Academic journal article Frontiers of Health Services Management

Hurricane Katrina and the Healthcare Infrastructure: A Focus on Disaster Preparedness, Response, and Resiliency

Academic journal article Frontiers of Health Services Management

Hurricane Katrina and the Healthcare Infrastructure: A Focus on Disaster Preparedness, Response, and Resiliency

Article excerpt

SUMMARY

The aftermath of Hurricane Katrina provides a window of opportunity to address a frail and failing healthcare system. Katrina was the rare incident that disrupted the external systems supplying hospitals with key services and resources needed for the organizations to function; increased the number of patients, both present and expected, that required medical care; and affected directly the physical plants of the hospitals, challenging their functionality. Sorting through and gleaning useful lessons to increase the resilience of hospitals for this type of catastrophic incident will take time and will require system-wide public health planning and intervention. In this article, the authors focus on how hospitals prepared for, responded to, and coped with Katrina. They also provide a brief overview of the current situation and the healthcare crisis confronting hospitals and communities in the region affected by Katrina and discuss the impending need to develop disaster-resilient medical and healthcare systems. Planning, access to adequate resources, networking, effective communication and coordination, and training and education of doctors, nurses, technicians, and medical staff are essential in the development of a resilient healthcare infrastructure that will be able to provide the much needed services to populations affected by future disasters.

HURRICANE KATRINA was a catastrophic event (Quarantelli 2006). In its report "The Federal Response to Hurricane Katrina," the White House (2006) indicates that this has been "the most destructive natural disaster in U.S. history." Hurricane Katrina resulted in the displacement of over one million people, leaving "refugees" scattered throughout the continental United States; destroying about 350,000 houses; resulting in a death toll estimated at about 1,3001; and displacing over 200,000 persons to evacuation centers in at least 18 states. Although the total economic impact of Katrina fluctuates from one source to another, it is estimated that it will surpass $100 billion.2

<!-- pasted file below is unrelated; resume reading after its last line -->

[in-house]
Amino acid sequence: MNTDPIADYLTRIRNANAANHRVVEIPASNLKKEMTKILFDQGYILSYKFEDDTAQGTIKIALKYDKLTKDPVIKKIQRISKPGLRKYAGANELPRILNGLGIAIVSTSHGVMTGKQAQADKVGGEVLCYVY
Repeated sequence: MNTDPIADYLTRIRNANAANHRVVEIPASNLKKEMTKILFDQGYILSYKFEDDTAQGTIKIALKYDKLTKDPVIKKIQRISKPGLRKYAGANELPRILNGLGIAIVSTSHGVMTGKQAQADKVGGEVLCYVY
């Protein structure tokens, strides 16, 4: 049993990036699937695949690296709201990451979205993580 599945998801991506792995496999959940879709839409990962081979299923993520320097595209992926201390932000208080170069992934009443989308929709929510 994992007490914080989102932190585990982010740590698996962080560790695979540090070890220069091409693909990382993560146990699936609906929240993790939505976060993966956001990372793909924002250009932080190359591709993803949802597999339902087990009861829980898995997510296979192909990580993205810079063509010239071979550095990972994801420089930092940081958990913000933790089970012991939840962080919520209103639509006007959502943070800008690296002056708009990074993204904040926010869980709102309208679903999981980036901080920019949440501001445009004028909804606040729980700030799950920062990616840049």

The aftermath of Hurricane Katrina was exacerbated by the breach in the levee system in New Orleans, resulting in extensive flooding. Several hours after the hurricane, many people and organizations in New Orleans were actually celebrating, given that the impact of Katrina was not as devastating as predicted (Rodríguez, Trainor, and Quarantelli 2006). However, shortly thereafter the flood waters started rising, resulting in widespread destruction of property and the extensive loss of life. Hospitals and other medical units were particularly hard hit by the floods, resulting in significant problems for health institutions with previous experience managing and responding to disaster events. The Healthcare infrastructure and healthcare services of the area, already ranked as among the poorest in the nation, were all but decimated by Hurricane Katrina. In the following sections, we focus on the impact of this devastating event on the healthcare system and its infrastructure and how hospitals prepared for, responded to, and coped with this disaster. We also provide a brief overview of the current situation and the healthcare crisis confronting hospitals and communities in the affected region, primarily focusing on New Orleans. We conclude this article with a discussion regarding the impending need to develop disaster-resilient medical and healthcare systems.

PREPARING AND RESPONDING TO KATRINA

Rodríguez, Trainor, and Quarantelli (2006) summarize how hospitals prepared for and responded to Hurricane Katrina:

[T]he initial response of hospitals was to react as they had done in the past. They activated their disaster teams of specially designated physicians, nurses, and other key staff members. Less critically ill patients were discharged. Extra supplies of water, food, blood, and medical supplies were stored on scene.... When the hurricane hit the area, the buildings as a whole suffered little physical damage. …

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